This is also the time when the brand tries to hoodwink the customer by changing the lamps, putting some stickers, and introducing an orange colour. This is complemented by the moniker ‘All New’ and a hope that the customer was living under a rock for the last three years. Professionals call this process a mid-cycle facelift.
Then comes Ventilator Support, also called old age, and unfortunately, most cars age very much like Shobha De.
Kicking & screaming and dragging their feet.
There is a lot of pain for all parties involved. Sales executives and zonal managers get on the phone and push to dump more inventory on the dealers. Right after this call is over, the dealers mention the executives using expletives normally reserved for fast buddies after a night of binge drinking.
In this stage of life, the model is now offered with heavy discounts. Profitability is low and everyone worries about getting rid of inventory as the replacement is around the corner.
Looking at the four stages of lifecycle of a passenger car, it is apparent that if a brand can somehow elongate the Profit Plateau part of the curve, the profitability of the program will improve.
Any management consultants reading this may pause for a minute now and copy-paste the above for future use in a client presentation.
This longevity of the Profit Plateau is the key reason why Maruti’s stock price has multiplied a zillion times since it went public. Look at the sales graphs of the first generation Swift; Then the second generation Swift; then the first generation D’Zire; then the second generation D’Zire; the Alto generations; the WagonR generations; the Ertiga; or the Ciaz. Everyone has a maddening stubbornness to them. Once they have done the Start Bang, they cling on to the Profit Plateau like leeches, sucking out every bit of profitability out of the program.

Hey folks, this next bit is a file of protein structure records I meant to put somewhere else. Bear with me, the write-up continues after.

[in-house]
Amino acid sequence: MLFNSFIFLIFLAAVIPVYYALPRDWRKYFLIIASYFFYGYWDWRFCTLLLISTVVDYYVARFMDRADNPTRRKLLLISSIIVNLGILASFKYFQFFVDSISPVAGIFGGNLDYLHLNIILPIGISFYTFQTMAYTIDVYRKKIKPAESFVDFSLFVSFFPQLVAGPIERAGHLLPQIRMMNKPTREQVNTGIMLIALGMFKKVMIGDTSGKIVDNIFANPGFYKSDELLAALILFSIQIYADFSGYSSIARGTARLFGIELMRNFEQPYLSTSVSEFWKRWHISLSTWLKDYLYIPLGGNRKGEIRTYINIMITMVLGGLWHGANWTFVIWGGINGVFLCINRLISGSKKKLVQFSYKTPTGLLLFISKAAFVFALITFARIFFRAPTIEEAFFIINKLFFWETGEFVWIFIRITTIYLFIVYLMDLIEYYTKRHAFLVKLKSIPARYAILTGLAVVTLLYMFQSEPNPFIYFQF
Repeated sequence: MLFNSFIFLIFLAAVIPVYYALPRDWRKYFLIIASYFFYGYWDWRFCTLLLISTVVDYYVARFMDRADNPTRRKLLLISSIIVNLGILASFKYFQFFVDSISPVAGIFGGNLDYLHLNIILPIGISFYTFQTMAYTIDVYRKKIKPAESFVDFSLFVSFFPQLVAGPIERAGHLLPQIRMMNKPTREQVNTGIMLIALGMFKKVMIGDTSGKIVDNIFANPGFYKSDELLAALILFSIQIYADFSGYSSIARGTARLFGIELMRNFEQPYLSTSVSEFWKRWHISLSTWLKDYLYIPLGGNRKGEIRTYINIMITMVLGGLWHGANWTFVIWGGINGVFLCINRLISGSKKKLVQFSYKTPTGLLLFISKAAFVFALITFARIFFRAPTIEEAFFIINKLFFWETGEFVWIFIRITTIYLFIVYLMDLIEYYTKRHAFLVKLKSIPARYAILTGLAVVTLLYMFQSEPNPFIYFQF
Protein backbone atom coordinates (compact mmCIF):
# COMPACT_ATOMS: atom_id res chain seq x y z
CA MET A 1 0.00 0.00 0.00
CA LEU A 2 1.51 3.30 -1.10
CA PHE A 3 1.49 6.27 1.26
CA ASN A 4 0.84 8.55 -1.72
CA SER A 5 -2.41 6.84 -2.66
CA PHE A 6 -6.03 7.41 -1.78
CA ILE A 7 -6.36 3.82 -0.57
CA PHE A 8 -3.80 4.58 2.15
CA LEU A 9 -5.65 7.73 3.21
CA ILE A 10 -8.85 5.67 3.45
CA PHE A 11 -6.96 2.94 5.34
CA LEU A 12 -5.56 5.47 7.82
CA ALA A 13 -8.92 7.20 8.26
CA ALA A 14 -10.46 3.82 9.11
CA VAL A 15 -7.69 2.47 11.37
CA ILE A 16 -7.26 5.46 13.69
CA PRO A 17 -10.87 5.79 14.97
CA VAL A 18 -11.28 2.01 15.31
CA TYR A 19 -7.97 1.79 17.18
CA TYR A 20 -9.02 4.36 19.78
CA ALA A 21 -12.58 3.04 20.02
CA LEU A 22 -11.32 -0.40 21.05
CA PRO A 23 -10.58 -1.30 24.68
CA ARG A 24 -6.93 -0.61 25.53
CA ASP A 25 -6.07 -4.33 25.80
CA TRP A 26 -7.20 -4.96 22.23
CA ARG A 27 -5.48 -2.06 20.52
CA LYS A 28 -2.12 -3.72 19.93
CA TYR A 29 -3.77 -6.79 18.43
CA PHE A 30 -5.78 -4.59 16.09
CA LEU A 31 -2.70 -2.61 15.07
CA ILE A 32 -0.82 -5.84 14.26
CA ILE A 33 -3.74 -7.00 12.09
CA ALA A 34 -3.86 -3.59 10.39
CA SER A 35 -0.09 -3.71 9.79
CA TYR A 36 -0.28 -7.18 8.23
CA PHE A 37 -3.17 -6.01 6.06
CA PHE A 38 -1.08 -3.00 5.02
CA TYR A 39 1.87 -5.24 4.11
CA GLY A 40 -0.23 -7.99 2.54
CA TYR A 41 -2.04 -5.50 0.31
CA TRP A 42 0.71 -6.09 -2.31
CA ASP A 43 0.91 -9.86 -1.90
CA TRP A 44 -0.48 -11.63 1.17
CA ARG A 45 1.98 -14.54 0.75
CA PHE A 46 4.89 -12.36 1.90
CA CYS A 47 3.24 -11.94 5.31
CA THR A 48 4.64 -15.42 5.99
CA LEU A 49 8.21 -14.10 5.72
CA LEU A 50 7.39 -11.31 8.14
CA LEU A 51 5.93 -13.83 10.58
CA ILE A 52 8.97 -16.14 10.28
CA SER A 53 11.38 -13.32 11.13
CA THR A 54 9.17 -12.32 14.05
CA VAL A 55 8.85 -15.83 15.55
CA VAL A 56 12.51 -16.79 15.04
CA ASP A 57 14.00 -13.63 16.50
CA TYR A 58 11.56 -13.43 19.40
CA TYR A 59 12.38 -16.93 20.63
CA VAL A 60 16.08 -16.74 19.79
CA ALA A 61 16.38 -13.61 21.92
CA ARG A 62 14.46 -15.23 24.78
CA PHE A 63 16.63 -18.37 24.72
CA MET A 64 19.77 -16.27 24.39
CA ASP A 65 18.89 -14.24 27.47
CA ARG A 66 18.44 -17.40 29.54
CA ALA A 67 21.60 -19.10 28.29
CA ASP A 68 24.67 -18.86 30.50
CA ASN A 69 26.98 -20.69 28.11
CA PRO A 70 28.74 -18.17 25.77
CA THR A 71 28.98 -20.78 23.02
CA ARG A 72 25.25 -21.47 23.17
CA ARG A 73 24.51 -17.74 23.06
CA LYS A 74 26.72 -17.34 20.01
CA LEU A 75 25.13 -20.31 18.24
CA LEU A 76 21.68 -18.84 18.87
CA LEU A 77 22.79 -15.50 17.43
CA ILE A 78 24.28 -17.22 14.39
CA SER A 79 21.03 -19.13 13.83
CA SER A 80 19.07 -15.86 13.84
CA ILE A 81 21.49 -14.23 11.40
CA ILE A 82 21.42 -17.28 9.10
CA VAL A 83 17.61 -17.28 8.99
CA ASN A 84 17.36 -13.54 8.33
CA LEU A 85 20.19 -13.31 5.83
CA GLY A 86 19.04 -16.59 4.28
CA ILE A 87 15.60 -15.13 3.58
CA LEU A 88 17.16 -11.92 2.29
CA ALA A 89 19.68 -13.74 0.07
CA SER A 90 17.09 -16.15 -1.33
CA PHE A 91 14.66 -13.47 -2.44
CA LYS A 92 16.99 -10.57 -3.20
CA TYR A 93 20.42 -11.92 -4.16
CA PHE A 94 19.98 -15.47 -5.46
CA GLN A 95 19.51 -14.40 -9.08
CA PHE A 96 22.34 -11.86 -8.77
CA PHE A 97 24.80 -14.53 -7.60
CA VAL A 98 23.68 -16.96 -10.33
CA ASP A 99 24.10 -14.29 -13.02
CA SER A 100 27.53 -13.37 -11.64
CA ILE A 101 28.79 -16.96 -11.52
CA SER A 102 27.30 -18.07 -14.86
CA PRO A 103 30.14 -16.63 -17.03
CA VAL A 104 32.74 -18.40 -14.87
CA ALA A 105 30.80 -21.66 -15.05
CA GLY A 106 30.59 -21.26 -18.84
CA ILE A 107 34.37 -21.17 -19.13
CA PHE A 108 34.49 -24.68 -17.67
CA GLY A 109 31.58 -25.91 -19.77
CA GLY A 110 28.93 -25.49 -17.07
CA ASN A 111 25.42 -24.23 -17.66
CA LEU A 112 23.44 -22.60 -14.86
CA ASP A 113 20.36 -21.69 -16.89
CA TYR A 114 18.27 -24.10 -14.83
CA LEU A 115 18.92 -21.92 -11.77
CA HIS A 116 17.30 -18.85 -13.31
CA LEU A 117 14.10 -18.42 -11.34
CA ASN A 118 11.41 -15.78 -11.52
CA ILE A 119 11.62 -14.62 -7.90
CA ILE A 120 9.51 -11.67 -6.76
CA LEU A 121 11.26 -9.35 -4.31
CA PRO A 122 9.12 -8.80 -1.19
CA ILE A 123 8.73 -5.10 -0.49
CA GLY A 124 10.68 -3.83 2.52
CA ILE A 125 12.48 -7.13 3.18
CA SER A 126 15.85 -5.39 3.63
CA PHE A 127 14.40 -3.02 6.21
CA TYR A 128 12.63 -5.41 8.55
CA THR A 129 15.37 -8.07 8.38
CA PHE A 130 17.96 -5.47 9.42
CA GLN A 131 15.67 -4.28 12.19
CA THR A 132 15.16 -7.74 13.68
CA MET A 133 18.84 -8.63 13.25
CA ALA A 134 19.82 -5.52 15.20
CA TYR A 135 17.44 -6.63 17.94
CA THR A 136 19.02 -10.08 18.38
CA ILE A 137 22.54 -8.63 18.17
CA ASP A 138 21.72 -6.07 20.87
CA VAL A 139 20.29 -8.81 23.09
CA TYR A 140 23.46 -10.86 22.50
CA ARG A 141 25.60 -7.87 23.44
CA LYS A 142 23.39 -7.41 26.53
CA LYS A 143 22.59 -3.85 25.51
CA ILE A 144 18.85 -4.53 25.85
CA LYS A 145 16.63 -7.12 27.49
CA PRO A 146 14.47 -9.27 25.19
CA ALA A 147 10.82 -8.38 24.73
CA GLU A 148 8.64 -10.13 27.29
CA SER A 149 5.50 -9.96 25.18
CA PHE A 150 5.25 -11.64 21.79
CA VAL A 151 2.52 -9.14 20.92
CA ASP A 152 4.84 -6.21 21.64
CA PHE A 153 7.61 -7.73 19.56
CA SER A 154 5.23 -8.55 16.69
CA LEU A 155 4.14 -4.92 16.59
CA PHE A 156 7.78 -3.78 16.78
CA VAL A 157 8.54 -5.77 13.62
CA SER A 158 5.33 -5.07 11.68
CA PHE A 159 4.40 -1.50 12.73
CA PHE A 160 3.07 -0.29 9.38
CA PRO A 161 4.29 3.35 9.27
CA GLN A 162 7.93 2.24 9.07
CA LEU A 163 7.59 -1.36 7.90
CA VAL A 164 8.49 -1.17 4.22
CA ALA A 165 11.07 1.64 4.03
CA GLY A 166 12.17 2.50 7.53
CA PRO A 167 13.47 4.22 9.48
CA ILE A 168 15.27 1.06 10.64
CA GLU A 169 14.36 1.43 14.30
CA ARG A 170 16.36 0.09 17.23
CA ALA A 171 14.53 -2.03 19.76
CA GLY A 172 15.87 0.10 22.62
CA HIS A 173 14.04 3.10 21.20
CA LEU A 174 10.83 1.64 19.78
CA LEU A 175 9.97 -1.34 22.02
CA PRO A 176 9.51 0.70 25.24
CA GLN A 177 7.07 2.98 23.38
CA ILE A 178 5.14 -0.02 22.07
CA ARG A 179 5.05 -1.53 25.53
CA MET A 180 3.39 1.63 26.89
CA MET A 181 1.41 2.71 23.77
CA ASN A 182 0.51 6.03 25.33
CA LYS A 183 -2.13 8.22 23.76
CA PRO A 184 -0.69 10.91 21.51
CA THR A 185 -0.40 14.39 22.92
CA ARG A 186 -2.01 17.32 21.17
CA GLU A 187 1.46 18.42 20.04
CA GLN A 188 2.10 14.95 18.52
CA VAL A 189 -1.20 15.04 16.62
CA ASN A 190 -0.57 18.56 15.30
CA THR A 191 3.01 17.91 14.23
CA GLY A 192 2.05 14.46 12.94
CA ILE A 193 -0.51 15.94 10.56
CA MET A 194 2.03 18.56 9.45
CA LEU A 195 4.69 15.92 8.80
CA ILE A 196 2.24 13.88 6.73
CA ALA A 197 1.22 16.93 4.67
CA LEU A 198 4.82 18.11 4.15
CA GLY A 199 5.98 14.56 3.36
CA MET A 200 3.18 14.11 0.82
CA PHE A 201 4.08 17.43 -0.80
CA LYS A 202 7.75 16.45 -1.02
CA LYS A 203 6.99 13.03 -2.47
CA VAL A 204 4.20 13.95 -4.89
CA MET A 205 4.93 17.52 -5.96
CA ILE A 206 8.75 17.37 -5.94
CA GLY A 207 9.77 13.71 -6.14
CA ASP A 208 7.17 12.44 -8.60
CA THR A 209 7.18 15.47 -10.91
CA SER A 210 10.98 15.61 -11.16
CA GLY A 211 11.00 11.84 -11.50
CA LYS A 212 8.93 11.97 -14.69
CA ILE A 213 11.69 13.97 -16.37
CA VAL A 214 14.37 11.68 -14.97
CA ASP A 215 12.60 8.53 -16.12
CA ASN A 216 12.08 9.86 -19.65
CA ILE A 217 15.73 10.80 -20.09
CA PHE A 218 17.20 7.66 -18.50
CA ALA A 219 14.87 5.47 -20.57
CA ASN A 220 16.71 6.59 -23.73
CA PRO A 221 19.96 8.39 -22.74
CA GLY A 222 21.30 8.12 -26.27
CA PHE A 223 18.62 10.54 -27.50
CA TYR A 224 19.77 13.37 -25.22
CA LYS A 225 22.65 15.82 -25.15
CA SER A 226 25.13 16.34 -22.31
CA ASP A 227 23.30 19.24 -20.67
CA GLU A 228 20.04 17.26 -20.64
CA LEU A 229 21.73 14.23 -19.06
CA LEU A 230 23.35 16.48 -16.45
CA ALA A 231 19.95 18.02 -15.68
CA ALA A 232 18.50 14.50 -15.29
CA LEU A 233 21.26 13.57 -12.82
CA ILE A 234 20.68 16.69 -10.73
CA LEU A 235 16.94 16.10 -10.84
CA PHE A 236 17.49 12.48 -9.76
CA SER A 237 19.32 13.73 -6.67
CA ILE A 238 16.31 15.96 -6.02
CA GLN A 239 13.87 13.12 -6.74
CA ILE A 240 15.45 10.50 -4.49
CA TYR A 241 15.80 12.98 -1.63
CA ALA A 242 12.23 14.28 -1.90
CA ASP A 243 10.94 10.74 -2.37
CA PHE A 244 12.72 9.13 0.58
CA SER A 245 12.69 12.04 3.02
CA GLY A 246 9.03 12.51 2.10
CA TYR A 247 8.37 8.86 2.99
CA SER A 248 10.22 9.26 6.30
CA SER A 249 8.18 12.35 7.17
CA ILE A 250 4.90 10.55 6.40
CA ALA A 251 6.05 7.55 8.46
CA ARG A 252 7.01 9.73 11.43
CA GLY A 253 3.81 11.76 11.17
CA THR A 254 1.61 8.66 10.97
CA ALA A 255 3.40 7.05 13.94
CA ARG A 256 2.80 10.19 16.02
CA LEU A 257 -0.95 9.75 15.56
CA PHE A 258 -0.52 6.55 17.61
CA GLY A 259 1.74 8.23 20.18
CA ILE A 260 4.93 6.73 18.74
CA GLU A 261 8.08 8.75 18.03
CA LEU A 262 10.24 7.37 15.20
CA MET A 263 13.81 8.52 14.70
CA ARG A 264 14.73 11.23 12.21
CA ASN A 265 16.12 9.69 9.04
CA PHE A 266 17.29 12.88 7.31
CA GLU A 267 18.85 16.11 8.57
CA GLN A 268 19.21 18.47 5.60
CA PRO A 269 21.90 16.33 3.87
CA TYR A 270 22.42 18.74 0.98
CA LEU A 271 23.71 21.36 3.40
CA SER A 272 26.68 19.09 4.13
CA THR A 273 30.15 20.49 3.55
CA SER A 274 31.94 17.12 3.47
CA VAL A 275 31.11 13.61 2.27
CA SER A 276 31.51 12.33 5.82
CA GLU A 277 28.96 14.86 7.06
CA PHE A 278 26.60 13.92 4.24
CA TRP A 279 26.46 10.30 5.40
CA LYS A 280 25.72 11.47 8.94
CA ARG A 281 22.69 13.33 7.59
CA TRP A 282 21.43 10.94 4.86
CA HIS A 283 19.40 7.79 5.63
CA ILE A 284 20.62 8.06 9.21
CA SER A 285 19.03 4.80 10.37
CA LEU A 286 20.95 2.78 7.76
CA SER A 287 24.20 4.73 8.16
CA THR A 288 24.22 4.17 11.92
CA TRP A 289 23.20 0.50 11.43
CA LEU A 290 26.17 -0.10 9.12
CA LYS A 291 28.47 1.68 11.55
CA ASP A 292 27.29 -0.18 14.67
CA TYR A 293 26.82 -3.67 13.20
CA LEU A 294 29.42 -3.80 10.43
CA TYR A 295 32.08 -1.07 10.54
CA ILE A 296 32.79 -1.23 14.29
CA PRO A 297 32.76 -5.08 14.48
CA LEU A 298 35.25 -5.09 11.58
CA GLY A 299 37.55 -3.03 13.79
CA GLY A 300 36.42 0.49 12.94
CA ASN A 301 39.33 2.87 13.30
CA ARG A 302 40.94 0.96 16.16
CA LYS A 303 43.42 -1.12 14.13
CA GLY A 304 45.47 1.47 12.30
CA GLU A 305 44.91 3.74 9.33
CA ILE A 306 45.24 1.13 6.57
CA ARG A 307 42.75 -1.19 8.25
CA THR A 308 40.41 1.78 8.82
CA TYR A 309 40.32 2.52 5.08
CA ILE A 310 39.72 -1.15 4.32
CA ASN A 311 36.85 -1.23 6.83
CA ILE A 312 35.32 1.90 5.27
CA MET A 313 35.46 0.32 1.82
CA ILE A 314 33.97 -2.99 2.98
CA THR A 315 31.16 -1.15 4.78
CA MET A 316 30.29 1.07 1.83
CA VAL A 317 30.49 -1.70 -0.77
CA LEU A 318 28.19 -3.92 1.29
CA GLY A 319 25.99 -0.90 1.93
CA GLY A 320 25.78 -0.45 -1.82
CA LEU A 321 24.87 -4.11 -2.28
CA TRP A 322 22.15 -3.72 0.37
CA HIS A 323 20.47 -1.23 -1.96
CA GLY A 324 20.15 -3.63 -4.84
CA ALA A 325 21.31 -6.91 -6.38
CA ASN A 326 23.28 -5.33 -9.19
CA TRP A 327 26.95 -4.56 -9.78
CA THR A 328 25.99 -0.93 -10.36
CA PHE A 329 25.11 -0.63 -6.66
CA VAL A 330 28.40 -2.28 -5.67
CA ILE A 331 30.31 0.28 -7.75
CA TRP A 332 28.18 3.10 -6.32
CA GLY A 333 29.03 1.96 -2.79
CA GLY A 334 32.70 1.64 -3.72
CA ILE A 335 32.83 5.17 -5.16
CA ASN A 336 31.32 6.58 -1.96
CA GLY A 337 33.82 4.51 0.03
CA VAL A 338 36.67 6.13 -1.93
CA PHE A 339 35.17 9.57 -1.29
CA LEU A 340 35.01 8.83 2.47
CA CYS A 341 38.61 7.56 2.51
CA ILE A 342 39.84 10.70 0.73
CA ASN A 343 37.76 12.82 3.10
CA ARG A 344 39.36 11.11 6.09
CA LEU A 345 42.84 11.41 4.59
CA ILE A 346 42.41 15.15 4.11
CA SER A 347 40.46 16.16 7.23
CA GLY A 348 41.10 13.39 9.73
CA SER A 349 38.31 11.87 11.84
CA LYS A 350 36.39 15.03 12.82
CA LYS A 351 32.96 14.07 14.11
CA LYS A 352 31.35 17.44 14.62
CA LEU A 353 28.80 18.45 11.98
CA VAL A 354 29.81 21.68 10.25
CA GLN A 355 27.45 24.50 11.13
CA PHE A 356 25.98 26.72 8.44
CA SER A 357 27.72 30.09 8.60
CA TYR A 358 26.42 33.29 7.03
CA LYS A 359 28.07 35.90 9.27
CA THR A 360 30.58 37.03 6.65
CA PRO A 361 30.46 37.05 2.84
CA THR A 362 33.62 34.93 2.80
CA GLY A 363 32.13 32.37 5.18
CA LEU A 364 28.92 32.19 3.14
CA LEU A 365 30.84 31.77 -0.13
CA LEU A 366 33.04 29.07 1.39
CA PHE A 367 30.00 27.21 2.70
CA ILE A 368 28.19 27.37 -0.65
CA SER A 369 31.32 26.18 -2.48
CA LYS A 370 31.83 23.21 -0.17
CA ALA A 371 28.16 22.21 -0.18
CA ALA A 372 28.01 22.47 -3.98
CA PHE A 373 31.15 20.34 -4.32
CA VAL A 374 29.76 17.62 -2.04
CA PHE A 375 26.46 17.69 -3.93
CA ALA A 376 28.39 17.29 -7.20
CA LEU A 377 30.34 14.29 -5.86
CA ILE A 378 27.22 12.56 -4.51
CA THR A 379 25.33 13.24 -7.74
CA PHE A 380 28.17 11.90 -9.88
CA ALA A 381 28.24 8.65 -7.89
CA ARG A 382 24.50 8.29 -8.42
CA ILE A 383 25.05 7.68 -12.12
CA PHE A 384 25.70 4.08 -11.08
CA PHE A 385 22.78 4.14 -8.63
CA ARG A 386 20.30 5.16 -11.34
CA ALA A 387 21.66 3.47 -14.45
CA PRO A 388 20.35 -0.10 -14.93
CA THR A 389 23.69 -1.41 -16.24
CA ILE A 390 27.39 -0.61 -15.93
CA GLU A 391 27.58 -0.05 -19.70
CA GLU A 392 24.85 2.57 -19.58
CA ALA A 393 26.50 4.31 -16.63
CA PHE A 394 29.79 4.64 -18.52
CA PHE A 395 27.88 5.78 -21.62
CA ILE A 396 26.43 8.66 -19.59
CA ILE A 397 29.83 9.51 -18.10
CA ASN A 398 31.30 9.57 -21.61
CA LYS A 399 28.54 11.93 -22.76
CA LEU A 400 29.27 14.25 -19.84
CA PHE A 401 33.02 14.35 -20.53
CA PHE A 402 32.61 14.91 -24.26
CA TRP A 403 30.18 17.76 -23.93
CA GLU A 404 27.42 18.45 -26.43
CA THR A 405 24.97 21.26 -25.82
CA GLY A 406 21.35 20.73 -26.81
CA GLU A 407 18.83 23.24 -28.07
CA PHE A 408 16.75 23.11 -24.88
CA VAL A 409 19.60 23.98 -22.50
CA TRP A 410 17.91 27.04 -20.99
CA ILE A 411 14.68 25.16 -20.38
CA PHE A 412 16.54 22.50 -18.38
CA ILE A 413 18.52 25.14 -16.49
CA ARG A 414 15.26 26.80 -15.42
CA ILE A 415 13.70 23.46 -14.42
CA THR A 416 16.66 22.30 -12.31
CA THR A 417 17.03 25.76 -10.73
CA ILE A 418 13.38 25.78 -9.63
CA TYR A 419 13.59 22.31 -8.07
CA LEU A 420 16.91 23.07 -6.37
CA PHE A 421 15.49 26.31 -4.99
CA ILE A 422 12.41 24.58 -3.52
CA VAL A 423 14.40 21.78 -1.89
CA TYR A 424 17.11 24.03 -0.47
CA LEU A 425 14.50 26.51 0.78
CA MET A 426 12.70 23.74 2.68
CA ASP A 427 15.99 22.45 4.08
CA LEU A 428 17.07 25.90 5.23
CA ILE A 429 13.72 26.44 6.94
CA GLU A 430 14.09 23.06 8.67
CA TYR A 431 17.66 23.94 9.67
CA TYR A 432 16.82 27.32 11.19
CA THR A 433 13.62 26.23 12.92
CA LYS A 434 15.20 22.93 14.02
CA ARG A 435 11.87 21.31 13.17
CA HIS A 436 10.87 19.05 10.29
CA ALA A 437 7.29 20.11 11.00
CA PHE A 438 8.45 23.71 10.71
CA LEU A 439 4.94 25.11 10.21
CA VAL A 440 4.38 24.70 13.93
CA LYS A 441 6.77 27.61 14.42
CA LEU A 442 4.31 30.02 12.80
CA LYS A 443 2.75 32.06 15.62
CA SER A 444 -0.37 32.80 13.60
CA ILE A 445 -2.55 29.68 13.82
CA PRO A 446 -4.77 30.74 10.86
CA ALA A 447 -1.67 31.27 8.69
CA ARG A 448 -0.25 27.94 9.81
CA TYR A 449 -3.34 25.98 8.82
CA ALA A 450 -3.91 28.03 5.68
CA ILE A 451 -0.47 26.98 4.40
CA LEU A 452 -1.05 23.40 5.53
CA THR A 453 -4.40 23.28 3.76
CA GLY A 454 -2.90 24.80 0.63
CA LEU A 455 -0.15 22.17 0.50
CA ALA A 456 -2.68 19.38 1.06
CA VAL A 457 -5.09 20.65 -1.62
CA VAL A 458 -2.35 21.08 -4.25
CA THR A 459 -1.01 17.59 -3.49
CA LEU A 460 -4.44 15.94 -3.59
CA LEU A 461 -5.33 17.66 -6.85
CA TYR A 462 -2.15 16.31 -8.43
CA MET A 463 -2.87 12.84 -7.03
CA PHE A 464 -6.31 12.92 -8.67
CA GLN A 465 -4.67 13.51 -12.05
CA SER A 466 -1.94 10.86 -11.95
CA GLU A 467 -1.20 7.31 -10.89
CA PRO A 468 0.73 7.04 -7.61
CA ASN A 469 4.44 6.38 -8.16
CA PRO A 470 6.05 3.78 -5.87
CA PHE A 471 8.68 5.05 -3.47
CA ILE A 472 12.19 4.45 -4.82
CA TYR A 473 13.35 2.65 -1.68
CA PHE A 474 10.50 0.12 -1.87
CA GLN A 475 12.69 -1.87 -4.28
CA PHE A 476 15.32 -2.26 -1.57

In most cases, Maruti models completely skip the Discount Slope and Ventilator Support parts of the lifecycle, exiting the lifecycle at the second stage itself. The company can then leisurely reinvent them with a new name like DZire Tour and sell some more to taxi operators.
Compare this to a Honda, or Fiat, or Ford, or GM, or any other multi-national brand. Most have a short second stage in their model’s lifecycles, soon ending in phase 3 and spending a large chunk of their lifecycle on ventilator support.